Foreign investors and partners clearly prefer out-of-court dispute resolution. However, owing to Macau's current arbitration regime and the difficulties that it poses, parties typically choose other jurisdictions to resolve disputes.
Therefore, the government has drafted a new arbitration bill which aims to:
- promote Macau as a commercial arbitration centre between China and Portuguese-speaking countries; and
- take full advantage of Macau's high number of bilingual professionals and its cultural and legal similarities to Portuguese-speaking countries.
The bill was approved in general by the Legislative Assembly on 6 June 2018.
Macau's dual arbitration system has two key laws:
- Decree-Law 29/96/M (11 June 1996) regulates internal arbitrations; and
- Decree-Law 55/98/M (23 November 1998) regulates external arbitrations relating to commercial transactions.
However, the existence of two decree laws – which apply depending on whether the arbitration qualifies as an internal arbitration or as an external arbitration with a commercial scope – routinely causes conflict between parties. Further, as these laws present conflicting solutions, they are often interpreted and applied inconsistently.
Given that the legislation has been modified only once in the past 20 years, Macau's arbitration regime can be considered outdated.
Moreover, the scope of application of these laws is difficult to define. Generally, Decree-Law 55/98/M applies to arbitrations with a commercial nature (contractual or non-contractual) where:
- the parties to the arbitration agreement had, at the time that the agreement was concluded, their places of business in different states or territories;
- the place of the arbitration (determined in or pursuant to the arbitration agreement) is situated outside the state in which the parties have their places of business;
- any place where a substantial part of the obligations arising from the commercial relationship or the place with which the subject matter of the dispute is most closely connected is situated outside the state or territory in which the parties have their places of business; or
- the parties have expressly agreed that the subject matter of the arbitration agreement relates to more than one state or territory.
On the other hand, Decree-Law 29/96/M applies to internal arbitrations (ie, arbitrations falling within the scope of Macau law).
Bearing in mind Macau's role in the commercial and trade cooperation service platform between China and Portuguese-speaking countries, it is essential for Macau to provide a simple arbitration regime that aligns with current international best practice and is easy to comprehend and apply.
Therefore, Decree-Laws 29/96/M and 55/98/M will be revoked when the new arbitration bill enters into force.
The new arbitration regime replaces the abovementioned laws with a single law, which will apply to both internal and external arbitrations in Macau.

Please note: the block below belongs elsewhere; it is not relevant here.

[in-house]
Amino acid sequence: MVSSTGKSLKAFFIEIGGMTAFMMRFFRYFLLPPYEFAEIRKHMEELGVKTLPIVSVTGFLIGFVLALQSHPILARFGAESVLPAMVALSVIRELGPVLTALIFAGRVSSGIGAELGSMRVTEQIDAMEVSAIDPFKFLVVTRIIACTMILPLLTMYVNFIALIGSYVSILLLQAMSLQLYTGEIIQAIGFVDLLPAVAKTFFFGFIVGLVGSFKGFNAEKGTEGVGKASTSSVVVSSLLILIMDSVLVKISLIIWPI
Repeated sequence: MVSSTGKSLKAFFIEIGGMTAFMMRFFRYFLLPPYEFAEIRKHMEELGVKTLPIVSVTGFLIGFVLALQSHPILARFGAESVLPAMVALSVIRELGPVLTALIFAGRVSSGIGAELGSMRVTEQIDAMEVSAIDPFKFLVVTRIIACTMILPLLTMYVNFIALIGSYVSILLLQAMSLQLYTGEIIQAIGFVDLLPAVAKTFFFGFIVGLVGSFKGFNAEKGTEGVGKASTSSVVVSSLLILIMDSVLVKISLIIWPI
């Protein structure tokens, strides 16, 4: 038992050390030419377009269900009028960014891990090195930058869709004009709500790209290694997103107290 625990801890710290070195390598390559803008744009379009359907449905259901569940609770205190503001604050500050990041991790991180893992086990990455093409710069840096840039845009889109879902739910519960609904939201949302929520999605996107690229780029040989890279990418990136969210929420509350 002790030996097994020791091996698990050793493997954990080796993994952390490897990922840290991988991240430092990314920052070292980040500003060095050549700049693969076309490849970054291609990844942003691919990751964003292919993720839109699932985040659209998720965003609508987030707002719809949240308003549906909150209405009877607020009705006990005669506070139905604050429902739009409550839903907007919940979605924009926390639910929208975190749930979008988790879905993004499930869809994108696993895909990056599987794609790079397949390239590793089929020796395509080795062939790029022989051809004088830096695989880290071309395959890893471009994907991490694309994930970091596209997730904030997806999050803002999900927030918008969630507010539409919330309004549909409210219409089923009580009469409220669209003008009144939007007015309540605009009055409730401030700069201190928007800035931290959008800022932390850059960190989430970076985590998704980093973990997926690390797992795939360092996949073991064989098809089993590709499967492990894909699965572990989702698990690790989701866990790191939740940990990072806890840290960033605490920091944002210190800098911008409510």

The new law is inspired by the United Nations Commission on International Trade Law Model Law on International Commercial Arbitration (as amended in 2006) and reflects some of the previous stipulations of Decree-Law 55/98/M, as well as some good solutions adopted in other jurisdictions which are compatible with the Macau legal system.
The new law establishes a legal regime of voluntary arbitrations and the recognition and enforcement of arbitration awards issued outside Macau (Article 1).
Further, the new regime is based on a number of principles, including:
- the principle of autonomy – whereby parties are free to choose arbitration as an alternative to the courts;
- the principle of contradiction – whereby each party can effectively participate in the arbitral proceedings;
- the principle of equality between the parties;
- the principle of secrecy of the proceedings;
- the principle of informality and simplicity;
- the principle of celerity and efficiency of the tribunal;
- the principle of impartiality and independence of the arbitrators; and
- the minimal intervention principle – whereby the tribunal may act only when specifically entitled to by law.
In terms of its scope of application, the new law implements the principle of territoriality and generally applies only to arbitrations taking place in Macau (Article 2).
Unifying Macau's arbitration system with a single law is expected to improve legislative cohesion and application. Further, such improvements should encourage foreign investors and partners to choose Macau as their jurisdiction for submitting disputes and strengthen its arbitration credentials internationally – particularly in Portuguese-speaking countries.
For further information on this topic please contact Pedro Cortés or Madalena Perestrello at Rato, Ling, Lei & Cortés Advogados by telephone (+853 2856 2322) or email (email@example.com or firstname.lastname@example.org). The Rato, Ling, Lei & Cortés Advogados website can be accessed at www.lektou.com.
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